Many arguments and theories have been developed by proponents of contemporary war in an attempt to decriminalize war. Such theories have proven to be incoherent, and Walzer’s just war theory is a case in point. The flip-side of modern war that scholars and politicians evade touching on are the negative implications that come with war. This is a clear indication that no modern war can be just in participation and form (Norman, 2007, pp.1-5). Also, the right intention for waging war against another state is always a question which is unsatisfactorily answered by just war theorists. However, in classical situation, the right intention is met when a hostile nation attempts to realize a just and peaceful situation (Cole, 2001, pp. 174-193).
Quite a large number of people argue that modern wars, like other wars waged before, are natural, and as tribal animals, we are bound to be in strong urge of defending our land and tribe. Humanists differ with such suppositions, stating that it is our moral obligation to use our reasoning mental faculties and intelligence to deliberate on war and overpower such natural instincts. Thus in the emergence of war, we ought to explore non-violent interventions (Norman, 2007, pp.1-5). Walzer at some point admits that his conception of just war yields incoherent ethical prescriptions. In some circumstances, Walzer supposes that his theory both condemns and allows the same course of action (Parsons, 2012, pp.663-690).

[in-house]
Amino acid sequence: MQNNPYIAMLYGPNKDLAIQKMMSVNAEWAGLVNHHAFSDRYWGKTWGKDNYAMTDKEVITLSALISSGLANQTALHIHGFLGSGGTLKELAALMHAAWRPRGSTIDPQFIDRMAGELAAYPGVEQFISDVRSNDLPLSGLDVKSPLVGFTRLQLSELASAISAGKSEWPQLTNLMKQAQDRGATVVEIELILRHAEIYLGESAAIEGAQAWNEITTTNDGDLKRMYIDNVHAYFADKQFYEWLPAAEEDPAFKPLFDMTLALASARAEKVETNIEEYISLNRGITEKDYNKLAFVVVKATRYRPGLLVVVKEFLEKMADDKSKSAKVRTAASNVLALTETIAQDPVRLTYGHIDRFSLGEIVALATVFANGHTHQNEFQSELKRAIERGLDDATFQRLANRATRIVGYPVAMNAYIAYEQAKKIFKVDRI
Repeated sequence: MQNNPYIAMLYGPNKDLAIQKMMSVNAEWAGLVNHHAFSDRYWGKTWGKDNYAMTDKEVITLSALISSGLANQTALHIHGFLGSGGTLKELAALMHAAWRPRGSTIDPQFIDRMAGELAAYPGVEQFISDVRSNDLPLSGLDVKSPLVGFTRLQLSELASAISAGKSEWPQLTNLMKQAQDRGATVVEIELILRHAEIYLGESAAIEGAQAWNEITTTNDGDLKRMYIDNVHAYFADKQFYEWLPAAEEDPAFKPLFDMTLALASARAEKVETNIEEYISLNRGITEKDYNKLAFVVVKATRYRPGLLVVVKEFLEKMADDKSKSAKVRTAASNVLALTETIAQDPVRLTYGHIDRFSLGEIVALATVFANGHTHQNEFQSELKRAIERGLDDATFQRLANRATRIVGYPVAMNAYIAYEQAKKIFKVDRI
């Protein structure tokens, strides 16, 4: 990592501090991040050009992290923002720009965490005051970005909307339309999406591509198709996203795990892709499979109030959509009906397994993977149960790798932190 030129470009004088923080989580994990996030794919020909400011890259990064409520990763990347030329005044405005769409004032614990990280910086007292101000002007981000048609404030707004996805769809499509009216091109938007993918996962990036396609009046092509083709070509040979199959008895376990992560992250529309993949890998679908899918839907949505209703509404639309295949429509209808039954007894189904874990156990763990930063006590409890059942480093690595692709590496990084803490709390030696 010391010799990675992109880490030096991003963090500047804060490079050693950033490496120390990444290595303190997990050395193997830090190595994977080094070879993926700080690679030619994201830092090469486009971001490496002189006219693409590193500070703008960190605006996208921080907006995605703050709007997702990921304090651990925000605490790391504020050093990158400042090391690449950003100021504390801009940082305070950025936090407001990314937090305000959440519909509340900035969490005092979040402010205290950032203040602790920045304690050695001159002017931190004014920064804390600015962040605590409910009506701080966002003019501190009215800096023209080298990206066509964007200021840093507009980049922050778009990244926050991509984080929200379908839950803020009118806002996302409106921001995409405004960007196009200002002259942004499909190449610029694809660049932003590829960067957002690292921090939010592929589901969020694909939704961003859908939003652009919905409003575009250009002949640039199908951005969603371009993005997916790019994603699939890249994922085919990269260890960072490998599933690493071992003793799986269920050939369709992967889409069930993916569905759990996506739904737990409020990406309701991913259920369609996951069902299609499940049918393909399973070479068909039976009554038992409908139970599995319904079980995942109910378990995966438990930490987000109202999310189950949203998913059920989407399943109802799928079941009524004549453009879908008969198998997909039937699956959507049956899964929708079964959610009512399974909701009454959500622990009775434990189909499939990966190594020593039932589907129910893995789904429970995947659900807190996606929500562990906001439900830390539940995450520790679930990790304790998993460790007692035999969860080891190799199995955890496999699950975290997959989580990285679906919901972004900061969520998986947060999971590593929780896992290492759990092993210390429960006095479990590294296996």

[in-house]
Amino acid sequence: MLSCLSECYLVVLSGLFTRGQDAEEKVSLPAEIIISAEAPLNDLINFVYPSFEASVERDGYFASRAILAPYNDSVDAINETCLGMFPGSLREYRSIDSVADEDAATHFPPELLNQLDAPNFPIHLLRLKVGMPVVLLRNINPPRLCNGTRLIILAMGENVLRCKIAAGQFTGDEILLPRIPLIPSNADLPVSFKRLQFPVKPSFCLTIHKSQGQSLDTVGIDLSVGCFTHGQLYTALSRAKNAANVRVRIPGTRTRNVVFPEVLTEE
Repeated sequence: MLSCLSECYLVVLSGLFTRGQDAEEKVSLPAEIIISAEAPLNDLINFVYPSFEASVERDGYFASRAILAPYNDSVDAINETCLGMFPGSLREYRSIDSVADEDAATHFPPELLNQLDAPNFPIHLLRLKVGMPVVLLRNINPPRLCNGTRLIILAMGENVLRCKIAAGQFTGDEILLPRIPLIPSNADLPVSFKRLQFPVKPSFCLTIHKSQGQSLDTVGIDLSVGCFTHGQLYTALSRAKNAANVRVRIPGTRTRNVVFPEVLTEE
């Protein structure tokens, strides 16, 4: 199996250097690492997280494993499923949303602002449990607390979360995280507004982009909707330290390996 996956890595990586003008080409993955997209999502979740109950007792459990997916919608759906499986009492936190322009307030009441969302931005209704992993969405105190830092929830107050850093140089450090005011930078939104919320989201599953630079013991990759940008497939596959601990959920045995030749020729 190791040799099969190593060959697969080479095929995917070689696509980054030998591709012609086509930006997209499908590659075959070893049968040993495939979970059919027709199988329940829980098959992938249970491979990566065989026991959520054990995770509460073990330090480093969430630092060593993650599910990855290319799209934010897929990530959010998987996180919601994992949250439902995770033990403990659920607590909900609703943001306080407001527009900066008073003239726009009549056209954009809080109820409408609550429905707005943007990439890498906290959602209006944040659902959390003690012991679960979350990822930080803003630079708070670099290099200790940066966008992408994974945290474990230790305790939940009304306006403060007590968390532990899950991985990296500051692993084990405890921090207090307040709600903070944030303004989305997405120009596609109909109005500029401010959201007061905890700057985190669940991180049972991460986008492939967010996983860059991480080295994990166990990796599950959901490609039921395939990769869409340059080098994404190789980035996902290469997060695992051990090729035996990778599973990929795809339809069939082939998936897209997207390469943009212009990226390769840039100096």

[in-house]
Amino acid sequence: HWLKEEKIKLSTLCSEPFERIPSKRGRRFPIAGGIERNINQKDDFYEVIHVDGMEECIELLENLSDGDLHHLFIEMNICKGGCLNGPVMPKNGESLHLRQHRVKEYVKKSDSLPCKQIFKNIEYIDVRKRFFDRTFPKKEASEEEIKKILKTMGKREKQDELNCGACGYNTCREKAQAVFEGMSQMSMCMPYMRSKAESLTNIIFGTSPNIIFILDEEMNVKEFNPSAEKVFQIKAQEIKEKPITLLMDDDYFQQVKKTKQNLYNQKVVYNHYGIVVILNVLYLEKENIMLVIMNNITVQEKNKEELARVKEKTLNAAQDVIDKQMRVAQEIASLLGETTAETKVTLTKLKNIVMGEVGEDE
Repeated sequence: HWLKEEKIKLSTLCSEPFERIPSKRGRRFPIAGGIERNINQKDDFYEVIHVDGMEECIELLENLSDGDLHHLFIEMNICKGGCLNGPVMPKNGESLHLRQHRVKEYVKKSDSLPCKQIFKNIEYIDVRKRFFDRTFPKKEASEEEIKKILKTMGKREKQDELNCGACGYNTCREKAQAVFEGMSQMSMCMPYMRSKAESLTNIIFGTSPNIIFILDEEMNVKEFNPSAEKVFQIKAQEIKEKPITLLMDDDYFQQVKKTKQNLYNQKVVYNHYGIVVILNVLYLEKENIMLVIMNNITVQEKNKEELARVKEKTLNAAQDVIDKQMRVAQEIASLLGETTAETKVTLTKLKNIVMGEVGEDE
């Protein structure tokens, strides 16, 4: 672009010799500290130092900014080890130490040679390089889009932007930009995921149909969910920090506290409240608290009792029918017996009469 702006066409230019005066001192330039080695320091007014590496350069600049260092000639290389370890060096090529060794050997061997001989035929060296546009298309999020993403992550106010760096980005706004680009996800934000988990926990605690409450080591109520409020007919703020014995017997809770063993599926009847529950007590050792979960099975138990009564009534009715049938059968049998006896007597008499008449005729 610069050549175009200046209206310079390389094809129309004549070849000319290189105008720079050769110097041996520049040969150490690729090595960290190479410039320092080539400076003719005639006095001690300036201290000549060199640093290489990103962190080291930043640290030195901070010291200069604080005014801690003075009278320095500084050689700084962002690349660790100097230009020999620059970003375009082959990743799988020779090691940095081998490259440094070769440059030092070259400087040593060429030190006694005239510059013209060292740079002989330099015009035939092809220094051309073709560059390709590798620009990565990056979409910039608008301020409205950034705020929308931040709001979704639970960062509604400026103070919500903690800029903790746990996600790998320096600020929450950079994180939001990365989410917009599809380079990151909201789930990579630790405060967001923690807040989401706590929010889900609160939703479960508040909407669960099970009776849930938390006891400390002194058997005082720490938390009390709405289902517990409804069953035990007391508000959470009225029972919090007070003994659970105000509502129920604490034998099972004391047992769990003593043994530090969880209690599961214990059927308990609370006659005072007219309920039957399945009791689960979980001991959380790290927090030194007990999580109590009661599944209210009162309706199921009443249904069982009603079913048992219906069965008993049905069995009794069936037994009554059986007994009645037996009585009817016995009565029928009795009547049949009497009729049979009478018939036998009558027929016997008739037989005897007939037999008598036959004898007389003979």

Peaceful solutions are not often simple to arrive at or put into force, as the past record of the United Nations suggests. However, human beings should be committed to support the UN’s peaceful efforts towards resolving conflicts among states. A significant number of humanists, such as Betrand Russell, have come out to vehemently oppose the use and manufacture of weapons of mass destruction. Today’s religion is absurd since it is supportive of violent means of resolving differences and injustices (Norman, 2007, pp.1-5). Just wars are not necessarily focused on when justice demands a nation to go to war, contrary to what just war theories are inclined to think. In almost all situations, the effort put in defending human rights makes it not unjust to wage war (Kamm, 2001, pp.328-343).